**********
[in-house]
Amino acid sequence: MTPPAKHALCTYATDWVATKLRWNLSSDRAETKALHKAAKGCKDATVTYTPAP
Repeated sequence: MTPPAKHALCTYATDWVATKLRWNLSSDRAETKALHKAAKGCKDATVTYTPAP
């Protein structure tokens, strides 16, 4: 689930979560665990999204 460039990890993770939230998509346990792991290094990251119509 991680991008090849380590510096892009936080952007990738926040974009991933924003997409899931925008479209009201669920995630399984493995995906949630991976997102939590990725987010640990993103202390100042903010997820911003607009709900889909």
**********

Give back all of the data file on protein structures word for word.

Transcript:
[in-house]
Amino acid sequence: MTPPAKHALCTYATDWVATKLRWNLSSDRAETKALHKAAKGCKDATVTYTPAP
Repeated sequence: MTPPAKHALCTYATDWVATKLRWNLSSDRAETKALHKAAKGCKDATVTYTPAP
């Protein structure tokens, strides 16, 4: 689930979560665990999204 460039990890993770939230998509346990792991290094990251119509 991680991008090849380590510096892009936080952007990738926040974009991933924003997409899931925008479209009201669920995630399984493995995906949630991976997102939590990725987010640990993103202390100042903010997820911003607009709900889909």